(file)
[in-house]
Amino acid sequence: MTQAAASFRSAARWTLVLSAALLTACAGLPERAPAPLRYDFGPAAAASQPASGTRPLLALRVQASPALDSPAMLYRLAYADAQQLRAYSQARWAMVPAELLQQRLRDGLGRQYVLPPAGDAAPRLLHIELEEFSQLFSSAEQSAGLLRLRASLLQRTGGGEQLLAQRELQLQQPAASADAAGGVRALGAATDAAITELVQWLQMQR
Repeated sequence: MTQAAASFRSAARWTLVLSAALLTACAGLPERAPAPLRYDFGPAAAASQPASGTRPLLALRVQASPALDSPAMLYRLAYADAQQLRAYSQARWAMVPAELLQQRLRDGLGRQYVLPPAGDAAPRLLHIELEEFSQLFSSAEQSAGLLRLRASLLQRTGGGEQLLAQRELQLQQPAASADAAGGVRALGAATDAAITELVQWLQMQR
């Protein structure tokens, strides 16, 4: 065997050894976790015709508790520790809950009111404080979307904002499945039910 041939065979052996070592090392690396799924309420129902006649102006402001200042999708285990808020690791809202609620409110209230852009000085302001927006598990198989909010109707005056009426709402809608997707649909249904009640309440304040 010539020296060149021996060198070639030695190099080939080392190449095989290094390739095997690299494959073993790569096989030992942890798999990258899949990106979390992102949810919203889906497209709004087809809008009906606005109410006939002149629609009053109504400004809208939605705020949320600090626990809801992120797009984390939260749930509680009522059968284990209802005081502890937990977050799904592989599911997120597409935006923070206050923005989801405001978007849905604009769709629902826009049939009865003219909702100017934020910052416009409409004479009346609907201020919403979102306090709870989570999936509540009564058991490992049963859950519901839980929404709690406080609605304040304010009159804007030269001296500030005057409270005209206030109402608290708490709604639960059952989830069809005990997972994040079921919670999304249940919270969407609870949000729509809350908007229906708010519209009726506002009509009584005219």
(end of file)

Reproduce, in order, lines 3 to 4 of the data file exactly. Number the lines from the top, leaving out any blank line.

Repeated sequence: MTQAAASFRSAARWTLVLSAALLTACAGLPERAPAPLRYDFGPAAAASQPASGTRPLLALRVQASPALDSPAMLYRLAYADAQQLRAYSQARWAMVPAELLQQRLRDGLGRQYVLPPAGDAAPRLLHIELEEFSQLFSSAEQSAGLLRLRASLLQRTGGGEQLLAQRELQLQQPAASADAAGGVRALGAATDAAITELVQWLQMQR
């Protein structure tokens, strides 16, 4: 065997050894976790015709508790520790809950009111404080979307904002499945039910 041939065979052996070592090392690396799924309420129902006649102006402001200042999708285990808020690791809202609620409110209230852009000085302001927006598990198989909010109707005056009426709402809608997707649909249904009640309440304040 010539020296060149021996060198070639030695190099080939080392190449095989290094390739095997690299494959073993790569096989030992942890798999990258899949990106979390992102949810919203889906497209709004087809809008009906606005109410006939002149629609009053109504400004809208939605705020949320600090626990809801992120797009984390939260749930509680009522059968284990209802005081502890937990977050799904592989599911997120597409935006923070206050923005989801405001978007849905604009769709629902826009049939009865003219909702100017934020910052416009409409004479009346609907201020919403979102306090709870989570999936509540009564058991490992049963859950519901839980929404709690406080609605304040304010009159804007030269001296500030005057409270005209206030109402608290708490709604639960059952989830069809005990997972994040079921919670999304249940919270969407609870949000729509809350908007229906708010519209009726506002009509009584005219």